The New York Democrat and the Nevada Republican see their legislation as an end-around the Iraqi political debate over an oil law and a measure to rally Iraqis while ensuring oil transparency.
If approved, the State Department must give the Iraqi government an "oil trust plan" and certify it to six congressional committees within 90 days of enactment of the legislation.
If the department fails to do so, 10 percent of certain reconstruction aid in the Economic Support Fund to Iraq would be withheld immediately, and another 10 percent every 30 days until the certification is completed.
Though there are no details yet, a Clinton aide speaking on background said that Iraqis would receive a percentage of oil sales after the government allocates funds for reconstruction and other needs.
While Iraq is a "sovereign government," the aide said, "a strong plan presented by the U.S. government would offer a solution to the oil revenue political problems that they have and ensure there will be domestic Iraqi political support for this."
Iraq's Parliament is deadlocked over which direction to take their oil sector and, in effect, the country as a whole.
"A U.S. demand for Iraqis to establish a trust fund, I'm not sure how that will be received," said Yahia Said, director for the Middle East and North Africa at the Revenue Watch Institute.
He said the offer of technical assistance to develop such a revenue-sharing strategy may be better than an ultimatum. "It's another thing to say, 'We'll withhold aid funding unless you accept this system for dividing your revenues.'"
Said, an expert in Iraqi oil revenue issues, added, "The Iraqis themselves have been grappling with various options of that in terms of how to manage oil funds beyond investment spending by the Iraqi government."
Iraq's government and bureaucratic institutions were decimated by the 2003 war and subsequent purging of mid- and high-level employees from the Saddam regime. U.S. efforts over the past five-plus years to rebuild Iraq's institutional capacity to spend money have only recently been effective. A large portion of Iraq's capital budget has gone unspent and remains in a U.N.-mandated bank account in New York.
Iraqis are currently benefiting from oil sales, however, including electricity from the national grid at no cost and subsidized fuel. Education, healthcare, public-sector jobs and a growing number of reconstruction projects are also paid for by the record oil revenues. But U.S. and Iraqi efforts have been unable to deliver a sufficient quality and quantity of those services and more to Iraqi citizens.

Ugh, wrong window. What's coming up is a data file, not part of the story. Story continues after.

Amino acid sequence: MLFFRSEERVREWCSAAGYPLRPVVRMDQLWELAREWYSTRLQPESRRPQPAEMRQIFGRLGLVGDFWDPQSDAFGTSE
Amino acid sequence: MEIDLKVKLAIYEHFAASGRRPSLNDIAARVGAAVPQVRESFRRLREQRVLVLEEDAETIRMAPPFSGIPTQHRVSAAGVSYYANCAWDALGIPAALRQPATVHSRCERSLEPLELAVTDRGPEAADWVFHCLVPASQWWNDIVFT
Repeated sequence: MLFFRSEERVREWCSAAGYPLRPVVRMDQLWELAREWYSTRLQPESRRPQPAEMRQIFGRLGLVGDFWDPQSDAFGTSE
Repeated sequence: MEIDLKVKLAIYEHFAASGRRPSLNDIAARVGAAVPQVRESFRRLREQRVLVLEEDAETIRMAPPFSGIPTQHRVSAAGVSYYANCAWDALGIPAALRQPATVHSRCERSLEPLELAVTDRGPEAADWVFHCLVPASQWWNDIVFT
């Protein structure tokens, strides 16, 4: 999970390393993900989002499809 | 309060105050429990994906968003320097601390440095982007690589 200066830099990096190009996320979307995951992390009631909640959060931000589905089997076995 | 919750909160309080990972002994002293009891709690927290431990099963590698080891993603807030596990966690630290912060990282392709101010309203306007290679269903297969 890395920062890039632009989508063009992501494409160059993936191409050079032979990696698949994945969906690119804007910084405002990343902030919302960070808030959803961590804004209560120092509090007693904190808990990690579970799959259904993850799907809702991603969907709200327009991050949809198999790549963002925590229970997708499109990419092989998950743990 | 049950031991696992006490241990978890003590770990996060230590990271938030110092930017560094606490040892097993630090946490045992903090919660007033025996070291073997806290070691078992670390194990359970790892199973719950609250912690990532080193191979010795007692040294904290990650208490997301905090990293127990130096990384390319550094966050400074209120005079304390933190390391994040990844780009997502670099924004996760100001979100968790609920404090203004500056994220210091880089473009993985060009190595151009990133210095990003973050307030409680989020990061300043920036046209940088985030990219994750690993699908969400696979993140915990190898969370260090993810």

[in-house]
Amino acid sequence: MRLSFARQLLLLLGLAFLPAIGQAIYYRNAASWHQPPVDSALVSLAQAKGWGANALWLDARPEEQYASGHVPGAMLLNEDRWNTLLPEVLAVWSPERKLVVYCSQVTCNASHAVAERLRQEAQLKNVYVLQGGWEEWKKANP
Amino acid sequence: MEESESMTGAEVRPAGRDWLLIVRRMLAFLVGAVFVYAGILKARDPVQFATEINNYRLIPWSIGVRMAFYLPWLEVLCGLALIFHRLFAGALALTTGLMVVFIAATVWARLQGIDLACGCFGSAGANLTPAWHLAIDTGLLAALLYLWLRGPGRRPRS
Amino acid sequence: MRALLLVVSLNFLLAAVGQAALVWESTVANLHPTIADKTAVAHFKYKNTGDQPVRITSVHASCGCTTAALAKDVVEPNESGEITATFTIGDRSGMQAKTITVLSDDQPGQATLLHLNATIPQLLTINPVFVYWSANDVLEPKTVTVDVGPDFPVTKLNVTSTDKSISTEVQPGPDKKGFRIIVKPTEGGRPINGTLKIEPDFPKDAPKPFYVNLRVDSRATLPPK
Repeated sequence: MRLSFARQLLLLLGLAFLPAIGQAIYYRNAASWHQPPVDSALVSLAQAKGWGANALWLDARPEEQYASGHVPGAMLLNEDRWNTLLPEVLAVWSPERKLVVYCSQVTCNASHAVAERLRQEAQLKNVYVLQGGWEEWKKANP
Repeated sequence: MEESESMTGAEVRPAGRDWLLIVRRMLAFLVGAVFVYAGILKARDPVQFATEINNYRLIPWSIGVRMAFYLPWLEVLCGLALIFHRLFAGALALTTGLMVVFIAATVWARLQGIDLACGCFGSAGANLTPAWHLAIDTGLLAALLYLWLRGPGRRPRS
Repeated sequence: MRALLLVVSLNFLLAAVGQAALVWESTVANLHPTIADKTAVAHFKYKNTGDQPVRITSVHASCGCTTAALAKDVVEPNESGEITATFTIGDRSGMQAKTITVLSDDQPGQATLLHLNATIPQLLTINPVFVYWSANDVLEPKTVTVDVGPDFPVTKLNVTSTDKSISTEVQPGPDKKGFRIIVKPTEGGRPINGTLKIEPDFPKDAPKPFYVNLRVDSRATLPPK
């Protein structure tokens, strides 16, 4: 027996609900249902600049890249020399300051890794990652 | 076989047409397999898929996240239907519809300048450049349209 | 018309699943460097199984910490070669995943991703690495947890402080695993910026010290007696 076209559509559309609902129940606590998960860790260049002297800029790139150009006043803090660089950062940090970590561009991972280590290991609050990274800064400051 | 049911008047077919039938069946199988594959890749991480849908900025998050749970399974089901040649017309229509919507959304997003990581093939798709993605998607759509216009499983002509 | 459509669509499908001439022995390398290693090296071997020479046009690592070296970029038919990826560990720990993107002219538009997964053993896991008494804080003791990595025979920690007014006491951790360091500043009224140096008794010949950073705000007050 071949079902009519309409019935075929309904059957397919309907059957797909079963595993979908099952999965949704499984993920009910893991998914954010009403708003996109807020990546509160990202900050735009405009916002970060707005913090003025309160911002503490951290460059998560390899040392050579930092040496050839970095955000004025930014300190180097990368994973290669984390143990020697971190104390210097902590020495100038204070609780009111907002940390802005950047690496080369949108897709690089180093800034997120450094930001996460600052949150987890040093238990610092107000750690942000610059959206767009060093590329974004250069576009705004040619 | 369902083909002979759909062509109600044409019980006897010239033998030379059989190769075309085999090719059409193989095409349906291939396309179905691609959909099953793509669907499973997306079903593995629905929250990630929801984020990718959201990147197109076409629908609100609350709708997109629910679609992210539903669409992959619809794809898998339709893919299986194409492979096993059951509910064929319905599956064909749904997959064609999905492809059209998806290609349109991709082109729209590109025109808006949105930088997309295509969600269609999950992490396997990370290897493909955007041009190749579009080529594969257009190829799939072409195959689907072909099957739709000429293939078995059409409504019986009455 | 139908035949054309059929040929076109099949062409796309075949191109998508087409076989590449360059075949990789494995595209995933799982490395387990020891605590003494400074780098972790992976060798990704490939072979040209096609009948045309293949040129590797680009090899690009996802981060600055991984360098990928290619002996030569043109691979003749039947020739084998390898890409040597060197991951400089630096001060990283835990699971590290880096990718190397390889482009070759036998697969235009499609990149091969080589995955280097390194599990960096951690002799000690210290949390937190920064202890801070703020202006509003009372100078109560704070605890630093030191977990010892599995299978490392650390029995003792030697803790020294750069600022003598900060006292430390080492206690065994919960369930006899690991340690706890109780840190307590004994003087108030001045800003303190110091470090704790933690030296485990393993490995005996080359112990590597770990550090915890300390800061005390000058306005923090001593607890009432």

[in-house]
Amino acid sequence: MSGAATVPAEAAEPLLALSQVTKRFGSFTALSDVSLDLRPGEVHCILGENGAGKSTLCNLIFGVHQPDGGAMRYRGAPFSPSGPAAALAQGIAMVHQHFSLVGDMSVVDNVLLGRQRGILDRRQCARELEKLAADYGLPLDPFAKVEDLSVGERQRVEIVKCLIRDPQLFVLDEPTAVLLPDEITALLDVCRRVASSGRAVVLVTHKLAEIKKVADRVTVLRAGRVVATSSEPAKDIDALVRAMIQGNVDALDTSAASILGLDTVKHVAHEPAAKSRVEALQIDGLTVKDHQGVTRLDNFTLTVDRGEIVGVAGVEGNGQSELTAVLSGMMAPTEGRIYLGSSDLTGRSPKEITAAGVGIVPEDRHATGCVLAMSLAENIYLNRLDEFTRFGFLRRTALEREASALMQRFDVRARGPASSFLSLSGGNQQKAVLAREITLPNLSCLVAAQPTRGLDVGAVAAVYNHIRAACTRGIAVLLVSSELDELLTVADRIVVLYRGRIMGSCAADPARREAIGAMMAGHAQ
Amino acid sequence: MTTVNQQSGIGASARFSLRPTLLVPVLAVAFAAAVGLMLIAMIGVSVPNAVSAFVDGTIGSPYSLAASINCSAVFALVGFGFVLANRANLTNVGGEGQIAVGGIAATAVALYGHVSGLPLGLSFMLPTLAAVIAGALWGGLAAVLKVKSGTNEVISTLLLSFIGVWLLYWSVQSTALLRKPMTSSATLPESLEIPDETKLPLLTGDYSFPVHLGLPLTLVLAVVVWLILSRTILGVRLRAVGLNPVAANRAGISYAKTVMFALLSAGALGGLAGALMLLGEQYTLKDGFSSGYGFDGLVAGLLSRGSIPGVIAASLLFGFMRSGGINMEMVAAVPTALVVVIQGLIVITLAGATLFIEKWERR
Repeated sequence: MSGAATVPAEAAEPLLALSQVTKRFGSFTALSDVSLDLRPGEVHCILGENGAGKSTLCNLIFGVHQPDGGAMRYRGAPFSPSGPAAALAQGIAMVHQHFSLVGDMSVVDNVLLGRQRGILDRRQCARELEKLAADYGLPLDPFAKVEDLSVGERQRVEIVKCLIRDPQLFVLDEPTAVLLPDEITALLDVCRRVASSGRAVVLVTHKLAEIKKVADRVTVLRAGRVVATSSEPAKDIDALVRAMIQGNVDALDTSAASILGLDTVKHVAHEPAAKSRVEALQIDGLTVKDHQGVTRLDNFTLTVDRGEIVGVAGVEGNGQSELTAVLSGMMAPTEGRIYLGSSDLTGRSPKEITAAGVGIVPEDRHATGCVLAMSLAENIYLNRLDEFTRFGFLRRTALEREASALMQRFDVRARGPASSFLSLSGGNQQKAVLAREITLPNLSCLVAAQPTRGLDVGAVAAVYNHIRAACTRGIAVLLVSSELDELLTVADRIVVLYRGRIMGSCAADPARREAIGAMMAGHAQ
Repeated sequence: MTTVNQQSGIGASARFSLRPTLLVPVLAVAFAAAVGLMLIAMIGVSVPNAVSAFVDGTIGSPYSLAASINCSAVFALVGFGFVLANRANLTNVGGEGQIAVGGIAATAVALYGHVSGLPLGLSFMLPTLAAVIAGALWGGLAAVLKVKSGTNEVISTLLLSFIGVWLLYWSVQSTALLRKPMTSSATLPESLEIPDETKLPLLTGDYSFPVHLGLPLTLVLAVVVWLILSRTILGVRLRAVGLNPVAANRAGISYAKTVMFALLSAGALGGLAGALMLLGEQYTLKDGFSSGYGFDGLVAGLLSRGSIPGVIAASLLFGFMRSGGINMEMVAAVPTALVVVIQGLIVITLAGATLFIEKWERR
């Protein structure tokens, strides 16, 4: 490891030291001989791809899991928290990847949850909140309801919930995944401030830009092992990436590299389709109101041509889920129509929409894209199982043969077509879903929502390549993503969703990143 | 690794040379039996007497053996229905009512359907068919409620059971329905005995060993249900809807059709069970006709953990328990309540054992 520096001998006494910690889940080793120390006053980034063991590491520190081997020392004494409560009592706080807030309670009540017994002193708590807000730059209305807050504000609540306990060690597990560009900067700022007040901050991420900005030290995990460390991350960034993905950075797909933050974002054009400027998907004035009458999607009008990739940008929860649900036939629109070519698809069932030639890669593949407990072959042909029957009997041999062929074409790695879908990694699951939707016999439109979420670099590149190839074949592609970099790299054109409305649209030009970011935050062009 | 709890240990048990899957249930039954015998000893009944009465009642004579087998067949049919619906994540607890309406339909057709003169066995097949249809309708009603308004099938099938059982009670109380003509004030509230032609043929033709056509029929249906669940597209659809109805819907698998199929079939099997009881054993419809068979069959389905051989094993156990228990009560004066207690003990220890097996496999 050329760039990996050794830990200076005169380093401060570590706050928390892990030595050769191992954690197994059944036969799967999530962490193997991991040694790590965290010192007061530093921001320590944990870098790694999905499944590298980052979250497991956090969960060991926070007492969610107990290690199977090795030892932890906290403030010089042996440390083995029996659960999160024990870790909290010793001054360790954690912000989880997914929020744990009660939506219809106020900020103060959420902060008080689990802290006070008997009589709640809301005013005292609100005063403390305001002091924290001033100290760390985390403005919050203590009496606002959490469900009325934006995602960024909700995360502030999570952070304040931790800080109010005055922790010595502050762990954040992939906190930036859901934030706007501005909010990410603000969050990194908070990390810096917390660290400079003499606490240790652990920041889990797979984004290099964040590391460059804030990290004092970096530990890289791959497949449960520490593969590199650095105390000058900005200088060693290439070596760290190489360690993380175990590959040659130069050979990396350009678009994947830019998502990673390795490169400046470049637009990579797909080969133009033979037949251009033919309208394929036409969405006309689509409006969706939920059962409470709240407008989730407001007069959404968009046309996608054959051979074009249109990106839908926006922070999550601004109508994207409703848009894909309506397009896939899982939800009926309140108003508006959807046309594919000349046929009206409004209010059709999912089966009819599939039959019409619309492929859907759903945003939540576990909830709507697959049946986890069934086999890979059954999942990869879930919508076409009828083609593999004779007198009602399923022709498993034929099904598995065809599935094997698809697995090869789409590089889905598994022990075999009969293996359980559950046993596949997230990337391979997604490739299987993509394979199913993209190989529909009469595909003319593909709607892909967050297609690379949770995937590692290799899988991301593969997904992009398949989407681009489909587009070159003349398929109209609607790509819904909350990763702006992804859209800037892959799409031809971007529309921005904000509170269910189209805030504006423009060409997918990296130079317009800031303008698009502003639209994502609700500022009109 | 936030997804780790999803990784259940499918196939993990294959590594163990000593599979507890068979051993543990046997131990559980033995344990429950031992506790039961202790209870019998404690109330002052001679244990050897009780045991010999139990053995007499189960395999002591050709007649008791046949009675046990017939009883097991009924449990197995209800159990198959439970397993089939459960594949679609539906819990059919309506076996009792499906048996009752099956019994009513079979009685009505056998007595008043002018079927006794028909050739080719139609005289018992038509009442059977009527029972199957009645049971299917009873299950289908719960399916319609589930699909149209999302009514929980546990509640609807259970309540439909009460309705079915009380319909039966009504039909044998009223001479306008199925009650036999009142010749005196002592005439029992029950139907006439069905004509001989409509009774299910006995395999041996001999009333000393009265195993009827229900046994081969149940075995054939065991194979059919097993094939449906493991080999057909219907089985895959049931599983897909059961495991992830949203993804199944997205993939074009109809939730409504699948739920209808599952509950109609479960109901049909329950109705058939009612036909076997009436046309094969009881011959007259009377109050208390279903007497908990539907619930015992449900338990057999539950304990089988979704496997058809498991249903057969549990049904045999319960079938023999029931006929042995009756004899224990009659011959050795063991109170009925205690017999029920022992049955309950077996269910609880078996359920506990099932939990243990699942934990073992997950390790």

Meanwhile, political leaders are stuck on new laws governing distribution of revenue, one of the underlying reasons there is deadlock in Parliament. Iraq's leaders are split over how much say the central government or local governments should have over development of oil and gas resources, how to rebuild the once prominent domestic oil industry, and to what extent international oil companies should be allowed access to the third-largest proven oil reserves in the world.
With the spike in oil prices this year, oil sales already have covered Iraq's budget, adding weight to control over revenue decisions. The dispute over how to redistribute the wealth among political, religious and ethnic lines via a revenue-sharing law is part of a larger debate over a draft oil law and other legislation.
Said of the Revenue Watch Institute said there are successful and popular models of oil trust funds -- Alaska, for one -- but "the details of it are the most important thing."
The Alaska Permanent Fund, established in 1976, mandates that at least 25 percent of the state's oil and gas revenue be invested in capital markets. The state chooses how to spend the earnings from the investments, typically as dividend payments to citizens.
The Clinton aide said the Alaska model was "inspiration for the idea of an oil trust" but that the State Department "should develop a plan for Iraq so it fits Iraq's needs and provides several options."
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